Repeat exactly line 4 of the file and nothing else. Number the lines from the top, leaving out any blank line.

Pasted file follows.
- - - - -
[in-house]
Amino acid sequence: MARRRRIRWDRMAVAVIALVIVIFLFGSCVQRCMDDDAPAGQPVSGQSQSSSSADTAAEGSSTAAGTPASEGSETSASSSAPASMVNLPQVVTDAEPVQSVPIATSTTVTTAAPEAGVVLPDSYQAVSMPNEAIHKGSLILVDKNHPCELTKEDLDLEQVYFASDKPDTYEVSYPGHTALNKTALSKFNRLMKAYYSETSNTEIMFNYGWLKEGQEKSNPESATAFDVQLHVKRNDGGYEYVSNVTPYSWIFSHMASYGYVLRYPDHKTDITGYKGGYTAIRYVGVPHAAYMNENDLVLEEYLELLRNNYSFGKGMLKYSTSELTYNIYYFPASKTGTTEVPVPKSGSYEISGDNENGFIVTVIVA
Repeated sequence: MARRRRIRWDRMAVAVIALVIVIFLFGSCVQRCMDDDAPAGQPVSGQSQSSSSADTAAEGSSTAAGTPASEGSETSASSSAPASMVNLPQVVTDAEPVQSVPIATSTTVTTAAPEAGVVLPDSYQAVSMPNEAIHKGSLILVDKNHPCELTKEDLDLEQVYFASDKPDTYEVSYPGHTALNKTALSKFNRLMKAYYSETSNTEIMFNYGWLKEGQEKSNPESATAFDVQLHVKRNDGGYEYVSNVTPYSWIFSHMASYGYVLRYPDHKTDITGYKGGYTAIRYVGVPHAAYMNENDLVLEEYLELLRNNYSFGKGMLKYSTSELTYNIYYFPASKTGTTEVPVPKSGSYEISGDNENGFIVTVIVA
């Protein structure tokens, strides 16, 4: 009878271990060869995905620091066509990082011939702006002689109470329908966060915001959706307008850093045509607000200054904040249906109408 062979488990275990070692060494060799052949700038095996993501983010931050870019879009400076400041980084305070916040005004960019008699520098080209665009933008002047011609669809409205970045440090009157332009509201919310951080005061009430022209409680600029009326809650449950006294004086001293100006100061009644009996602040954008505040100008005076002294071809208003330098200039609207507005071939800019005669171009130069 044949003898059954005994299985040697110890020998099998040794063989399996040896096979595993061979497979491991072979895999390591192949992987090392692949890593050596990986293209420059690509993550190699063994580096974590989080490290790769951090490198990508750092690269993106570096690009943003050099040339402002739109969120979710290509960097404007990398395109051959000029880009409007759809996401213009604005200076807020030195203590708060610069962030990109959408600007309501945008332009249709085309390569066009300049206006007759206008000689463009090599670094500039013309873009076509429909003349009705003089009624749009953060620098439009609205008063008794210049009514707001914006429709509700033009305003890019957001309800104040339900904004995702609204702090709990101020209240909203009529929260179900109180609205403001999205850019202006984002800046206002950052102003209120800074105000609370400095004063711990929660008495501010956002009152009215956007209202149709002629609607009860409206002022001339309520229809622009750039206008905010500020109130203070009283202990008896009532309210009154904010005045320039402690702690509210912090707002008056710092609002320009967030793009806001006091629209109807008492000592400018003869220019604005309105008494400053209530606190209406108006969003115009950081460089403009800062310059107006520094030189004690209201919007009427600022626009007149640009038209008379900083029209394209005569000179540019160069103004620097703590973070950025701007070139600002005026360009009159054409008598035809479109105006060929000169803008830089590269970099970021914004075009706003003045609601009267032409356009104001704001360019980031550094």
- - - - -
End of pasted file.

């Protein structure tokens, strides 16, 4: 009878271990060869995905620091066509990082011939702006002689109470329908966060915001959706307008850093045509607000200054904040249906109408 062979488990275990070692060494060799052949700038095996993501983010931050870019879009400076400041980084305070916040005004960019008699520098080209665009933008002047011609669809409205970045440090009157332009509201919310951080005061009430022209409680600029009326809650449950006294004086001293100006100061009644009996602040954008505040100008005076002294071809208003330098200039609207507005071939800019005669171009130069 044949003898059954005994299985040697110890020998099998040794063989399996040896096979595993061979497979491991072979895999390591192949992987090392692949890593050596990986293209420059690509993550190699063994580096974590989080490290790769951090490198990508750092690269993106570096690009943003050099040339402002739109969120979710290509960097404007990398395109051959000029880009409007759809996401213009604005200076807020030195203590708060610069962030990109959408600007309501945008332009249709085309390569066009300049206006007759206008000689463009090599670094500039013309873009076509429909003349009705003089009624749009953060620098439009609205008063008794210049009514707001914006429709509700033009305003890019957001309800104040339900904004995702609204702090709990101020209240909203009529929260179900109180609205403001999205850019202006984002800046206002950052102003209120800074105000609370400095004063711990929660008495501010956002009152009215956007209202149709002629609607009860409206002022001339309520229809622009750039206008905010500020109130203070009283202990008896009532309210009154904010005045320039402690702690509210912090707002008056710092609002320009967030793009806001006091629209109807008492000592400018003869220019604005309105008494400053209530606190209406108006969003115009950081460089403009800062310059107006520094030189004690209201919007009427600022626009007149640009038209008379900083029209394209005569000179540019160069103004620097703590973070950025701007070139600002005026360009009159054409008598035809479109105006060929000169803008830089590269970099970021914004075009706003003045609601009267032409356009104001704001360019980031550094």